5 Economic Tips That Will Help You Travel More

by Michael Graziano
Man putting a penny into a piggy bank

I’m no economist, but I have received a few pieces of advice from people much smarter than me that has allowed me to obtain a lifestyle that many would call a dream. It consists of world travel, parties, wild adventures, and no shortage of romance. Here’s my top five economic tips that may help you with your lifestyle design:

michael with globe

1. Take advantage of currency inequality

Did you know you the minimum wage in Australia is approximately $18-$21 per hour? Did you also know that you can live in a waterfront apartment and eat fresh seafood and go kite surfing in Indonesia for $18 a day? Nations have massive inequalities of currency. Attempting to even live with basic necessities (food, shelter, some form of entertainment) in some nations is extremely expensive. Meanwhile, in other parts of the world you can live like an absolute king for next to nothing. So if you live in an expensive country than work hard, save up, and get the heck out of there!

2. Don’t confuse assets with liabilities

Your car, house, boat, and phone may be considered assets on paper, but they are truly liabilities that are taking money out of your pocket every month. Worst of all, they are keeping you immobile and stressed out.

You must stop the financial bleeding by either renting out (or sub leasing if you rent and don’t own), and trying to sell these things while they still have any value. And who would you rather be on a date with a guy who has never left home and drives a hot black sports car, or a guy who just travelled to 35 countries and can small talk in 12 different languages? I’ll let the ladies be the judge 😉

3. You don’t need to be rich to travel the world 

Michael with children in Panama

My favourite experiment is asking people “what would you do if I gave you 10 million dollars right now?” After their mind gets going, they start unloading all of these awesome things (which ALWAYS involves travel). Then once they are done telling me the life of their dreams, we look at the true cost of doing all the things they mentioned, and its always super cheap! Most of the time, the person could already afford this lifestyle without realizing it. #lifehack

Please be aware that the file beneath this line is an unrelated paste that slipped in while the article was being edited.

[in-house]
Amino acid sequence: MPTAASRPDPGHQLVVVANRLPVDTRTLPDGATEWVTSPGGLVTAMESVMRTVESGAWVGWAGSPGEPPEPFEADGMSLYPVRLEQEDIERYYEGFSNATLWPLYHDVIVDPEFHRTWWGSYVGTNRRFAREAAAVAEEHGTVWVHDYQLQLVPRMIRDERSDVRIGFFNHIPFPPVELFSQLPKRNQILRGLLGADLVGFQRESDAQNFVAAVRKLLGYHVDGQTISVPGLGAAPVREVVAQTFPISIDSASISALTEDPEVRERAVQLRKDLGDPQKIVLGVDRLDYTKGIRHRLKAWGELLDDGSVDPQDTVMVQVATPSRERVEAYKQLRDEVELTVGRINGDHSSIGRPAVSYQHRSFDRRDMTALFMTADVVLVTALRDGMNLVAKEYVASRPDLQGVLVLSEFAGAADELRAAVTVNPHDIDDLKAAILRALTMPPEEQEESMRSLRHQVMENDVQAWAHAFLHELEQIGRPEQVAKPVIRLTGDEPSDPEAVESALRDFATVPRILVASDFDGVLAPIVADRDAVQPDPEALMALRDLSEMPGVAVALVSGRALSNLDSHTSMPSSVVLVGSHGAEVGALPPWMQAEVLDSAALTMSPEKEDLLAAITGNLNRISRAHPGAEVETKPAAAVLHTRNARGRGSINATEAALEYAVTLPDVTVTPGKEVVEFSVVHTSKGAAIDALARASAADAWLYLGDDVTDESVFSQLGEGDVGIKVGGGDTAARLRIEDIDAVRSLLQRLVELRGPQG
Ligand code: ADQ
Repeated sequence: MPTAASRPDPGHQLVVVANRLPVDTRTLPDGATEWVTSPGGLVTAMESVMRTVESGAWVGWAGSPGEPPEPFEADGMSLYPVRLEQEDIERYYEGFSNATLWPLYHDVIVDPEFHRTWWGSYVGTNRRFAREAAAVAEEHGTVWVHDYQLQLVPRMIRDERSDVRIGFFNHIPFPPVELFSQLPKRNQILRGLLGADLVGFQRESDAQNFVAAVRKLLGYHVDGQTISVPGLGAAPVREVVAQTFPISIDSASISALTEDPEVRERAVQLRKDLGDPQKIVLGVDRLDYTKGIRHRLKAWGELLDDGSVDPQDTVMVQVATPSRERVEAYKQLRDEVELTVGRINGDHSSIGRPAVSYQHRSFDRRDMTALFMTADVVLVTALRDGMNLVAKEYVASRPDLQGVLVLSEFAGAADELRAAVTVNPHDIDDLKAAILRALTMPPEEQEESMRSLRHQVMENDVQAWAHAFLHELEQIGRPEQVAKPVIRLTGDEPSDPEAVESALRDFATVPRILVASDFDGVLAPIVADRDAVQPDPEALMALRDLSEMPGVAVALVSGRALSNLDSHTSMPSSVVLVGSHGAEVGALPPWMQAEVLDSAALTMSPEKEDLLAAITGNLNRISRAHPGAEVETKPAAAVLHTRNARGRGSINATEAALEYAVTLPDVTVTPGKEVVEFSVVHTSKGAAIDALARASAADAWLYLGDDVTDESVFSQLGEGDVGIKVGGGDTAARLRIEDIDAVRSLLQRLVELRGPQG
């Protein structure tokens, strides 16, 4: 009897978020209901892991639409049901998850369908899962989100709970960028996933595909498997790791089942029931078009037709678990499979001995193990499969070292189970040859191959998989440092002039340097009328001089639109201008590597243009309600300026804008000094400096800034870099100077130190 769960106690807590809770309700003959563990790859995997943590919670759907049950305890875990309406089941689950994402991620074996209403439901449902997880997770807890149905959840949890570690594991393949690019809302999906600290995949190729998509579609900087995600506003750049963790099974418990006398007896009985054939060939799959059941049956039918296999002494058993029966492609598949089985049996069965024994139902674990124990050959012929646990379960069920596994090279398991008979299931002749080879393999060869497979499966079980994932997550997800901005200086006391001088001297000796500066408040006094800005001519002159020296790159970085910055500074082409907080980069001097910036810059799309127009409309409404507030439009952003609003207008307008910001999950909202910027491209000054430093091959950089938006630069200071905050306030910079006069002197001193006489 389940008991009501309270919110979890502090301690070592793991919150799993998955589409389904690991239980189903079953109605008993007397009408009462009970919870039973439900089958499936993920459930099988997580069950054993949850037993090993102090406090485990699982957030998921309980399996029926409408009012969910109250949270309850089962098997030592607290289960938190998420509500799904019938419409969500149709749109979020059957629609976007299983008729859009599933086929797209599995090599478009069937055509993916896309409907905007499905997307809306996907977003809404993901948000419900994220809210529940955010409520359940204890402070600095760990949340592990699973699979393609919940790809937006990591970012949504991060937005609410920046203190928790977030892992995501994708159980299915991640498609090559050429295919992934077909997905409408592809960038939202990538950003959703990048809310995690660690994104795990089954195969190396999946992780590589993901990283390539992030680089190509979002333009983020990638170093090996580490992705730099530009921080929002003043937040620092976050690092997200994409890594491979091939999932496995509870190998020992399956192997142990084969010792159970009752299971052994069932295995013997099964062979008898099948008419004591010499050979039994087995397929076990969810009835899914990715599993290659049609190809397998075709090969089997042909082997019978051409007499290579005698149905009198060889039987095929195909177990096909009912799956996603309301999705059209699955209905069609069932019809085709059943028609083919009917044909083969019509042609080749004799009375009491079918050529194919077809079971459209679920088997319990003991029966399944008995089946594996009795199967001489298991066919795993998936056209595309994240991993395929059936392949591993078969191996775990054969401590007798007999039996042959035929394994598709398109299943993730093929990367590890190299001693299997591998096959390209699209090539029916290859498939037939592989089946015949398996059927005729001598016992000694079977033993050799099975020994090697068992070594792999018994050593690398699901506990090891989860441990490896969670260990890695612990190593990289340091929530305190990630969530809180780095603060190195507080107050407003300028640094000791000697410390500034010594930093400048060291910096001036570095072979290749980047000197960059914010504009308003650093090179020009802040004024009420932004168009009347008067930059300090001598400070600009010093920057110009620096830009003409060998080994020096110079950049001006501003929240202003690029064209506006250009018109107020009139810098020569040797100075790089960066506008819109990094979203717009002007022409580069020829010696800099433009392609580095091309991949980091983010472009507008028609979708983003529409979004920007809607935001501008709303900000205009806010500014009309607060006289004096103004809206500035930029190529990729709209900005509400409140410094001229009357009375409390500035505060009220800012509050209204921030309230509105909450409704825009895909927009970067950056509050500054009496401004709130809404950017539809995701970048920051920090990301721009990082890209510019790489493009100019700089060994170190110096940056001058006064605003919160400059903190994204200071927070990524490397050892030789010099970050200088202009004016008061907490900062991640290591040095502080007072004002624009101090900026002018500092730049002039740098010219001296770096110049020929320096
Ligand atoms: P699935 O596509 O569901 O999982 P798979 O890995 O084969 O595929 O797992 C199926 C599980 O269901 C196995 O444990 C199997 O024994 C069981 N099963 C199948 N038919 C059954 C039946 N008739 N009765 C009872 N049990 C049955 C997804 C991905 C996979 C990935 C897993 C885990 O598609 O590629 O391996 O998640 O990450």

4. Understand the difference between absolute and relative income

Jenny makes $100,000 per year, but works intensive 80 hours per week on average, and has no vacations. She makes $24 an hour. This is her absolute income.

John only makes $50,000 per year, but only works 20 hours per week on average. He makes $48 an hour, which is double what Jenny makes. On top of that, he has the majority of the year to travel, and most locations would strengthen his dollar further.

This style of relative income can be obtained by having your own business, working hard at a job for only a small portion of the year and getting away, or owning passive income assets (like real-estate or low risk stocks or mutual funds). Sure Jenny could work like a dog all year for 10 years, become a millionaire and retire. But unfortunately, the responsibility of work and family may limit her from ever getting away.

5. Buy Second-Hand

Everything’s for sale on second hand websites like Craigslist. From car lease takeovers, to cell phone plan takeovers, to room shares, any virtually ever accessory you can think of. Take advantage of consumerism at its finest, and let somebody else give profits to the businesses, while you can buy items for their true worth.

Hope this helps you save a few bucks! Happy Travels.

flights around the world